- The Washington Times - Saturday, January 7, 2012

SAN JOSE, Calif. — A day after the NHL announced that realignment would be scrapped for the 2012-13 season, the Washington Capitals and San Jose Sharks brushed off the importance of the issue, though many did broach concerns that held up the NHL Players’ Association’s lack of consent.

“It’s one of those things that you want to play in the playoffs, Sharks NHLPA representative Joe Pavelski said. There’s definitely an advantage for the [conferences with seven teams] than for the eight. Travel. There’s probably a few things that need to be worked out still.”

That, and comments from Caps right wing Mike Knuble, mirror what NHLPA executive director Donald Fehr said in announcing the players’ position on not giving consent on realignment. The new format, which the NHL Board of Governors approved on a 26-4 vote in December, would have created two seven-team and two eight-team “conferences” with intra-conference playoffs for two rounds and home-and-home matchups with every team.

At the time, the NHLPA said it would need to approve the new plan, and a league-imposed deadline of early January passed without that approval.

Caps player representative Brooks Laich said, “I’m not worried about [realignment] right now,” and general manager George McPhee declined comment through a team spokesman.

But realignment was nonetheless the hot topic Saturday at HP Pavilion.

“It’s funny because I think the players’ association was clear on a couple things they wanted more — a little more information,” Knuble said. “And I think they all had a deadline when they wanted to agree to all talk about it by, and it didn’t happen. So the players, they went around and saw the players and the players all expressed their concerns.”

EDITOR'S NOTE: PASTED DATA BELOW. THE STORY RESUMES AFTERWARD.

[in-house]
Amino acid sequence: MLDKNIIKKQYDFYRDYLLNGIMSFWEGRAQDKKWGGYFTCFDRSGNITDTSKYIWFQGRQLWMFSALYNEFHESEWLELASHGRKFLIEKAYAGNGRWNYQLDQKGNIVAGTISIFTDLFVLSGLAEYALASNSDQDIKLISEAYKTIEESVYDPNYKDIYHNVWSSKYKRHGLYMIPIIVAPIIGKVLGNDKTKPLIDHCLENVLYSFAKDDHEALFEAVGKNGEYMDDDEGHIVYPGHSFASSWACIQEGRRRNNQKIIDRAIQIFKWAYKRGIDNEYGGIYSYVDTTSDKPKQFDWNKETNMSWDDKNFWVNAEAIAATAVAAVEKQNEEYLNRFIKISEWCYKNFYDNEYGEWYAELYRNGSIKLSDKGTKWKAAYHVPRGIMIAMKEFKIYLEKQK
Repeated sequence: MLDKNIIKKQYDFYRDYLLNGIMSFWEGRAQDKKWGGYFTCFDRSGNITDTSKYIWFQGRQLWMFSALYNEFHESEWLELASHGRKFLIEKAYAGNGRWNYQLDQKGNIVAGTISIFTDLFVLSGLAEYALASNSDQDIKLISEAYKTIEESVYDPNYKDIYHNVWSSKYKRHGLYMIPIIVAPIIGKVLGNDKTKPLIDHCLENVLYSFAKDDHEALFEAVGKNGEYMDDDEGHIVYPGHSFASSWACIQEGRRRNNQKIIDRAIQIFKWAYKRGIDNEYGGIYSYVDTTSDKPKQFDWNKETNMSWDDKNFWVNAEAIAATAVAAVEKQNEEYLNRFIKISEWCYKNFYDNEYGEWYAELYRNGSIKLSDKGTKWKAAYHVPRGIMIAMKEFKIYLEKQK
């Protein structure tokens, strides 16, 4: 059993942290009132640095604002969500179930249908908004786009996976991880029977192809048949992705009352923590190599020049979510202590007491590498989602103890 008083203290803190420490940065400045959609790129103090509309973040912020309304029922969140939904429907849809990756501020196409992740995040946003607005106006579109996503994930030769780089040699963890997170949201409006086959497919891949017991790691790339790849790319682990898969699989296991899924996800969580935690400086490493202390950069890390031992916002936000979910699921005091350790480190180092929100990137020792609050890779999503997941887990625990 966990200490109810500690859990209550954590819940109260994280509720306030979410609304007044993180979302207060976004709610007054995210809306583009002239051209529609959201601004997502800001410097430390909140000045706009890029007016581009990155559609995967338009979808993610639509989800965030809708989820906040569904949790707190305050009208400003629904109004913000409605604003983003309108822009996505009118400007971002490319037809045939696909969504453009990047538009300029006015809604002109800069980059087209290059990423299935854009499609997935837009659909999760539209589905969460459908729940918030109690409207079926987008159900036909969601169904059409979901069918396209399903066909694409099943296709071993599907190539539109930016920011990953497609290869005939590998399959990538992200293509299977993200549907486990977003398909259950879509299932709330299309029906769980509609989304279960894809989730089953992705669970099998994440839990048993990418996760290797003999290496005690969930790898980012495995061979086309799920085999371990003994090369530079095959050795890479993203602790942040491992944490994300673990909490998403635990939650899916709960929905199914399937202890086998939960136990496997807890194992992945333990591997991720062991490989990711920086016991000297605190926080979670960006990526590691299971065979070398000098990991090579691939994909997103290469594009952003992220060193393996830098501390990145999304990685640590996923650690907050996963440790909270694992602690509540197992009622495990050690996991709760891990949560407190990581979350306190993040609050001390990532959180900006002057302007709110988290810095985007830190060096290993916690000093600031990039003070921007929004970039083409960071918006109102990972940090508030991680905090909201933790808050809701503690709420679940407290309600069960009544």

The coaches — the Capitals’ Dale Hunter and the Sharks‘ Todd McLellan — didn’t have much to say about the issue, but San Jose general manager Doug Wilson voiced disappointment in the decision to push realignment back.

“When we talked about it, it was something I thought would be great for the fans,” Wilson said. “We’ll see where it goes. We voted on our position, and we did — we thought it would be great for our fans and great for the game.”

For the Caps, it would have meant a Patrick Division reunion of sorts in a conference with the Pittsburgh Penguins, Philadelphia Flyers, New York Rangers, New York Islanders, New Jersey Devils and Carolina Hurricanes.

“Those rivalries are good,” Caps forward Jeff Halpern said. “[But] this team has built a rivalry with Tampa [Bay] in the Southeast Division as well.”

It looks like the Caps will spend another year in the Southeast with the Hurricanes, Tampa Bay Lightning, Florida Panthers and even the Winnipeg Jets. Halpern noted the Jets are “stranded” in the Southeast, but Winnipeg owner Mark Chipman said the team would accept another year of tough travel.

And though the Jets took it well, Knuble was taken aback by some of the uproar over realignment not getting pushed through for next season.

“I find some of the reactions like some executives calling it disgusting and like the world was going to end, I don’t see that,” he said. “I don’t know if that was called for exactly. It’s a work in progress. And for some of them to say like the world’s going to end and it’s disgusting and we’re out of order and stuff, it’s kind of annoying.”

Knuble pointed out that players wanted to see a draft of a possible 2012-13 schedule to decide whether it would make travel more onerous. The Sharks and many other organizations supported the new format because it would have helped current Western Conference teams by at least spreading the travel around to the East.

The Caps would have benefitted from more traditional rivalry games, but no realignment for next season won’t have much of an effect on them travel-wise.

“It looks like for us we’re in a pretty neutral spot no matter which way it goes or whatever happens,” defenseman Karl Alzner said. “I think that for us it’s just take it as it comes.”

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